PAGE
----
#### 6. Discussions

In the literature, the two-staged method is a widely used method to estimate parameters of SARFIMA models. Although there is another method called CSS, this method has not been employed to estimate the parameters of SARFIMA model. In this study, the CSS and the two-staged methods are employed to estimate parameters of the SARFIMA models by conducting a simulation study, and by this way the properties of these two methods are examined under different parameter settings and sample sizes.

From the results of the simulation, we deduce that when the sample size increases, the CSS method gives more accurate estimates. Besides, we can infer that when seasonal autoregressive parameter in SARFIMA model gets close to 1 or −1, the parameter estimates of the CSS method have less error. The CSS method produces quite good estimates for when the seasonal autoregressive parameter in SARFIMA model and the seasonal moving average parameter in SARFIMA model are positive.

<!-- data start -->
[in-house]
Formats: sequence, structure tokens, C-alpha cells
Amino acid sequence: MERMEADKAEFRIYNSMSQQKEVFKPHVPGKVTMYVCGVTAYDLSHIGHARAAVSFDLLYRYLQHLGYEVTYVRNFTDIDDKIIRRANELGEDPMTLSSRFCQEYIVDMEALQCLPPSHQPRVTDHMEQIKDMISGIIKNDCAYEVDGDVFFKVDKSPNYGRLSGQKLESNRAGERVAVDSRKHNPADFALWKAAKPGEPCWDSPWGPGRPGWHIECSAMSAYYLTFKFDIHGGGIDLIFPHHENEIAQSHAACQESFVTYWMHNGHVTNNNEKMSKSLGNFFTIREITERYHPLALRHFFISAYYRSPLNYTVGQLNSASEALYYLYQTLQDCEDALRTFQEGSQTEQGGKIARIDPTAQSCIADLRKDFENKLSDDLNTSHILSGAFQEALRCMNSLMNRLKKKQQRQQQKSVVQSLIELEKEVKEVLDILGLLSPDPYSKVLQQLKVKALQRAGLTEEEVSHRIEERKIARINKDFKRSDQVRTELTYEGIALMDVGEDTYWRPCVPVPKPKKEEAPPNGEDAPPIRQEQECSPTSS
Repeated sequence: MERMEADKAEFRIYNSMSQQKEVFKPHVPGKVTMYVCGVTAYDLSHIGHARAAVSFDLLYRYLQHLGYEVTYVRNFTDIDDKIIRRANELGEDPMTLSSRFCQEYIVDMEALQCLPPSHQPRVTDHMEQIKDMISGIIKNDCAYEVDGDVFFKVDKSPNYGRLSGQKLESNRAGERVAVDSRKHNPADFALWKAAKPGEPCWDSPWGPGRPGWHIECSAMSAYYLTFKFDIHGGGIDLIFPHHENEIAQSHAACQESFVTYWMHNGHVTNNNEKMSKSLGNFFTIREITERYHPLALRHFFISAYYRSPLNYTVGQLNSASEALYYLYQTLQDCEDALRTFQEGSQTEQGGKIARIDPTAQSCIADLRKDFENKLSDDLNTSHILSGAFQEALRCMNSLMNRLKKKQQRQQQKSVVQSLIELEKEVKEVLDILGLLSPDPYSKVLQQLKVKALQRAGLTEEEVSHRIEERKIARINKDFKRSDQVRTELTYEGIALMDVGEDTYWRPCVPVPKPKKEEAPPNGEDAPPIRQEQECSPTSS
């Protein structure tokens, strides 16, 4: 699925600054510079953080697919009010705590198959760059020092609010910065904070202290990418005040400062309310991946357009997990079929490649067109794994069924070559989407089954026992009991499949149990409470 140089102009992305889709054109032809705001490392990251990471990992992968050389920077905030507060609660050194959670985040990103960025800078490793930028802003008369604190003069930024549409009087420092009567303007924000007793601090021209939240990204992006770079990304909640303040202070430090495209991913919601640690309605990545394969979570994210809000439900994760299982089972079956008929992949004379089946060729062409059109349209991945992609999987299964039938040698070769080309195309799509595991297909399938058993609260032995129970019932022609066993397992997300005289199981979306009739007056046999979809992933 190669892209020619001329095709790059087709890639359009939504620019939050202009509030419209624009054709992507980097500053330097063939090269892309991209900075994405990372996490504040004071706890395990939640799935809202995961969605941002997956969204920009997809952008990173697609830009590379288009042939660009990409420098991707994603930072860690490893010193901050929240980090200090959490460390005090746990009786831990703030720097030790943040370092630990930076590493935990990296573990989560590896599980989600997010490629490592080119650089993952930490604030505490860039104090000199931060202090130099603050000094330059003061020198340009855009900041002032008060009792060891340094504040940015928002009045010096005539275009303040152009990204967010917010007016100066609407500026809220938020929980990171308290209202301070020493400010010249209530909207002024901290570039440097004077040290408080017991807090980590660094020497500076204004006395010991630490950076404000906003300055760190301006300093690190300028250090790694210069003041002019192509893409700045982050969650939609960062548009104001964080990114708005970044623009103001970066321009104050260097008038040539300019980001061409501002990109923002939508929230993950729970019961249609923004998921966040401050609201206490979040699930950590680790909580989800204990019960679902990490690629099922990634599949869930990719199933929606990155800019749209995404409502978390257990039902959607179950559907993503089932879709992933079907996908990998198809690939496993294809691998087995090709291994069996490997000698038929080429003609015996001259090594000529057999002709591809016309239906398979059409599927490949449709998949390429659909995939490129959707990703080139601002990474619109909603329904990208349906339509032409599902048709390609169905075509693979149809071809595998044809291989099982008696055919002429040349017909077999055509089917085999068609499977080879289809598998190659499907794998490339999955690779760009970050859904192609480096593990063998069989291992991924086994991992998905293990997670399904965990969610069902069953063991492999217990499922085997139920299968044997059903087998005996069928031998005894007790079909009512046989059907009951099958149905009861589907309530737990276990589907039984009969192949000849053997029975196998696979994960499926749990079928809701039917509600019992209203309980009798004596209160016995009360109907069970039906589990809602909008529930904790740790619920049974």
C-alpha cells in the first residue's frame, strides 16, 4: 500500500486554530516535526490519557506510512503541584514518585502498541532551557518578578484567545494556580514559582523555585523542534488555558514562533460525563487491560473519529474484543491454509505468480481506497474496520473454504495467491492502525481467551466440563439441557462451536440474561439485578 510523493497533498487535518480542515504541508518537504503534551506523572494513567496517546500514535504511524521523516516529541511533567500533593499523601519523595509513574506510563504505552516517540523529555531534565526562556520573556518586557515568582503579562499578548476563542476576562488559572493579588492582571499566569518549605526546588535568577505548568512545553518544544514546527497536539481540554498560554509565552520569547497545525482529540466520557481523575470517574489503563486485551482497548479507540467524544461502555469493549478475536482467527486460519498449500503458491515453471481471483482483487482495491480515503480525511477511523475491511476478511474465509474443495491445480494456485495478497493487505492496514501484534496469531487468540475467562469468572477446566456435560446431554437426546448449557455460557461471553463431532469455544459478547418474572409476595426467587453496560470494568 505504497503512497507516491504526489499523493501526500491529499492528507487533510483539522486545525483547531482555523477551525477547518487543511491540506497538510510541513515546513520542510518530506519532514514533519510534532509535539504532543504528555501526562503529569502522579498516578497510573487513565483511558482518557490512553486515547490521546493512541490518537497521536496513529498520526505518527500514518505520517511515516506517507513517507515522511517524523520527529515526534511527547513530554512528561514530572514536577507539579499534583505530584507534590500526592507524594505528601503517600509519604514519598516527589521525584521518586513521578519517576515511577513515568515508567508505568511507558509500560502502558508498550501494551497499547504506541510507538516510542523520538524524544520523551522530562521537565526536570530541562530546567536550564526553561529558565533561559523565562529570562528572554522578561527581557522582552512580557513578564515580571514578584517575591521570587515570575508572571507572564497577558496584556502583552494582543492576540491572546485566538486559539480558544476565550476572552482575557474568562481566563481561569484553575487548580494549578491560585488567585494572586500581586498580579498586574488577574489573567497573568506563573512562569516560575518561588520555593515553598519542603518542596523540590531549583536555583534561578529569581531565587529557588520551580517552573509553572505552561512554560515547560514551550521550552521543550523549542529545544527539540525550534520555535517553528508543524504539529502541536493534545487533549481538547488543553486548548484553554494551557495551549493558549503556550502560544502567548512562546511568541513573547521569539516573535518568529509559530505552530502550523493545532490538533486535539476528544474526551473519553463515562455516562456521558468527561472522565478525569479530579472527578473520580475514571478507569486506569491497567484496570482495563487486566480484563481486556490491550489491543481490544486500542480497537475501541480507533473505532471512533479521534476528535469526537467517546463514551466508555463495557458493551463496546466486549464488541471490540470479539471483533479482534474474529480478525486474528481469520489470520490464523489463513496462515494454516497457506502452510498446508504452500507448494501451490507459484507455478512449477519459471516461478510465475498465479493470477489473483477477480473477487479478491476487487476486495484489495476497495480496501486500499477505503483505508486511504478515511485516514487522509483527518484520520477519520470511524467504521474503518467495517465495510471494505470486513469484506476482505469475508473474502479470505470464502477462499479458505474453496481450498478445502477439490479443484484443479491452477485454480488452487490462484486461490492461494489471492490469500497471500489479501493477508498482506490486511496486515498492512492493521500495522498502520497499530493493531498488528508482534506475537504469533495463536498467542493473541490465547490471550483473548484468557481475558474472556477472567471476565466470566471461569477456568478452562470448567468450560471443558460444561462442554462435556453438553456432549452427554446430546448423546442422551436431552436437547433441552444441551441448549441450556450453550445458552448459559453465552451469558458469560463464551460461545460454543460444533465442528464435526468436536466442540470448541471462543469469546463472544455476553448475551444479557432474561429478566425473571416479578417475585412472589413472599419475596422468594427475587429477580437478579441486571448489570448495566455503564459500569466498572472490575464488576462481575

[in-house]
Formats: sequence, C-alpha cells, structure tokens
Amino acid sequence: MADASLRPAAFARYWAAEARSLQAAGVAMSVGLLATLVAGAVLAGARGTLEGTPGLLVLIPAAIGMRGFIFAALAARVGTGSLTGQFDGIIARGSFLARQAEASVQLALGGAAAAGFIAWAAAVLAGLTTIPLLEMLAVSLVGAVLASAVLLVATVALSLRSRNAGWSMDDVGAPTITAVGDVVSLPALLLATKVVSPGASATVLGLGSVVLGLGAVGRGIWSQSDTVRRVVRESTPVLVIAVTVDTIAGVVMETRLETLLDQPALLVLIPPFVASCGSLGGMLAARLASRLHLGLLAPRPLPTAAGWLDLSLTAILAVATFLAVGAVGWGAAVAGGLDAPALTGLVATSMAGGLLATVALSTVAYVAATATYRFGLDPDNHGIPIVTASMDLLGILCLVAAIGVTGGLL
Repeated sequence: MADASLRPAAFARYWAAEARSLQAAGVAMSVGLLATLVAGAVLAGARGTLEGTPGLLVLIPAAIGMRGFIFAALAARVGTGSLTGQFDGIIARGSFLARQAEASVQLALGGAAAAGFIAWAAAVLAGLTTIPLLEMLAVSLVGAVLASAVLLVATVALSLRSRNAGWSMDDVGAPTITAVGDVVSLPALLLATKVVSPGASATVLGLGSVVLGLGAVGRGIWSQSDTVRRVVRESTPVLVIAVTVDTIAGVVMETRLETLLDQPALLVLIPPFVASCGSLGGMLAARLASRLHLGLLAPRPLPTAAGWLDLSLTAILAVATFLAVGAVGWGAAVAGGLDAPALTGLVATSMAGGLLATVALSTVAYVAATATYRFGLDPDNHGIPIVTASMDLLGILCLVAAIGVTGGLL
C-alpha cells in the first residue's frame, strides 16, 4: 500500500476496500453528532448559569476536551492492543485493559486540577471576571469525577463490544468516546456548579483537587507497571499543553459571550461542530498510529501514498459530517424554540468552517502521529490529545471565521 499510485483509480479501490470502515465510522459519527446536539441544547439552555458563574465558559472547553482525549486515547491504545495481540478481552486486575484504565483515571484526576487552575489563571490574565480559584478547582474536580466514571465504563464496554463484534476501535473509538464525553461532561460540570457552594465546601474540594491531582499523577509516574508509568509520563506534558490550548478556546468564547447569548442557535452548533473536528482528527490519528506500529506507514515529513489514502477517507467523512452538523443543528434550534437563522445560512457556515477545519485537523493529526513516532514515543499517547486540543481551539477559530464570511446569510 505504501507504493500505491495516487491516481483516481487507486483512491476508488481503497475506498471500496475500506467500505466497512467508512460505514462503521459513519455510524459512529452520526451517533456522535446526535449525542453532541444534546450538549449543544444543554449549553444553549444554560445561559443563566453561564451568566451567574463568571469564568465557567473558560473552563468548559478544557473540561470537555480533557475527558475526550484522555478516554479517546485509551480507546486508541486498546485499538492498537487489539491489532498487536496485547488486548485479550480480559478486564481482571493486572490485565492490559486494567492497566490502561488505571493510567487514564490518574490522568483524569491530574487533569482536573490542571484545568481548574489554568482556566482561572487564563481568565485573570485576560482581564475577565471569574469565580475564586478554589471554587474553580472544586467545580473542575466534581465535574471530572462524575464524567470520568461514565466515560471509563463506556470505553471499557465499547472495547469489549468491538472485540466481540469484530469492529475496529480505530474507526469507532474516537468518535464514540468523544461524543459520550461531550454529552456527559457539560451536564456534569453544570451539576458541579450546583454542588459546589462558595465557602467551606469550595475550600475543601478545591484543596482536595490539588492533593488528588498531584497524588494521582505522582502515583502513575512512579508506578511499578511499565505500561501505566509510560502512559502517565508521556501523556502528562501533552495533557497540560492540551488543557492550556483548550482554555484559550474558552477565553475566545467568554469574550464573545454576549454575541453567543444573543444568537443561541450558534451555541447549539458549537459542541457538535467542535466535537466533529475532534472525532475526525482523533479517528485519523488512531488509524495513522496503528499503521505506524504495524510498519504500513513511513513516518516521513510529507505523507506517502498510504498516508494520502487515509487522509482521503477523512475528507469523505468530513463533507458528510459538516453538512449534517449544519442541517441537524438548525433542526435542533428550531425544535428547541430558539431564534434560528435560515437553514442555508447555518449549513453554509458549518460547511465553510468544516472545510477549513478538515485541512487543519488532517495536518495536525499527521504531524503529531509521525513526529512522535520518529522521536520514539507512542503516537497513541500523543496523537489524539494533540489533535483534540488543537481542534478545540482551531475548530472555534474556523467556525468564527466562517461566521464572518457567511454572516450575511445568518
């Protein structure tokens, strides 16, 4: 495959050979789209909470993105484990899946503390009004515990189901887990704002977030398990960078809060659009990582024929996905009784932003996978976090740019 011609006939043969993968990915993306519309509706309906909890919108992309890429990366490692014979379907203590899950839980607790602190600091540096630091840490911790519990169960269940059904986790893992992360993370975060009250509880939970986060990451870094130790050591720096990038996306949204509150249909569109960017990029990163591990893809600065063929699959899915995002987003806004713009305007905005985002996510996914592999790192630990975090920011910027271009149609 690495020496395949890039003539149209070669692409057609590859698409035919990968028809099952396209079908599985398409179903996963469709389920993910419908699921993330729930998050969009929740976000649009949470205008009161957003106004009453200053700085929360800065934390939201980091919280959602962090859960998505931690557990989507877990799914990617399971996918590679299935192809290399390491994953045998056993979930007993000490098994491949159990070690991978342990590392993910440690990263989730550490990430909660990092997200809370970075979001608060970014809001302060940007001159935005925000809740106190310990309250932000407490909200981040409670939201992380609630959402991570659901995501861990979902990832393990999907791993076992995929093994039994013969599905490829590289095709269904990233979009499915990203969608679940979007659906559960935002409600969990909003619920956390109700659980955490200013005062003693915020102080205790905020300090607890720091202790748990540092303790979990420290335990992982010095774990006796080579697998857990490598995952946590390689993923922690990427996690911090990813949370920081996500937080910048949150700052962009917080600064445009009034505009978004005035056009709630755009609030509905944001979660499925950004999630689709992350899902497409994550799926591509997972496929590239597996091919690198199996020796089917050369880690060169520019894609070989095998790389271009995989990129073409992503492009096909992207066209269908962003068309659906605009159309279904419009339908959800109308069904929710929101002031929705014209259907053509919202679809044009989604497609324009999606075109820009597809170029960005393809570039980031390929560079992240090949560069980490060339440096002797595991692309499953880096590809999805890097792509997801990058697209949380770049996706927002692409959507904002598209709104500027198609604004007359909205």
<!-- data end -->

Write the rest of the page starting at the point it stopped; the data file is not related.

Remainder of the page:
When the CSS method is compared with the two-staged method, the CSS method has lower RMSE values than the two-staged method under different parameter settings and sample sizes, especially in autoregressive models. Two-staged method generates misleading results when is chosen near −1 . However, this is not the case for the CSS method. Based on the obtained results and simplicity of the method, for forthcoming studies it can be easily suggested that the CSS method should be preferred rather than the two-staged method in the parameter estimation for SARFIMA models.

#### References

- R. T. Baillie, “Long memory processes and fractional integration in econometrics,”
*Journal of Econometrics*, vol. 73, no. 1, pp. 5–59, 1996. View at Publisher · View at Google Scholar · View at Zentralblatt MATH - U. Hassler and J. Wolters, “On the power of unit root tests against fractional alternatives,”
*Economics Letters*, vol. 45, no. 1, pp. 1–5, 1994. View at Google Scholar - L. Giraitis and R. Leipus, “A generalized fractionally differencing approach in long-memory modeling,”
*Lithuanian Mathematical Journal*, vol. 35, no. 1, pp. 53–65, 1995. View at Publisher · View at Google Scholar - J. Arteche and P. M. Robinson, “Semiparametric inference in seasonal and cyclical long memory processes,”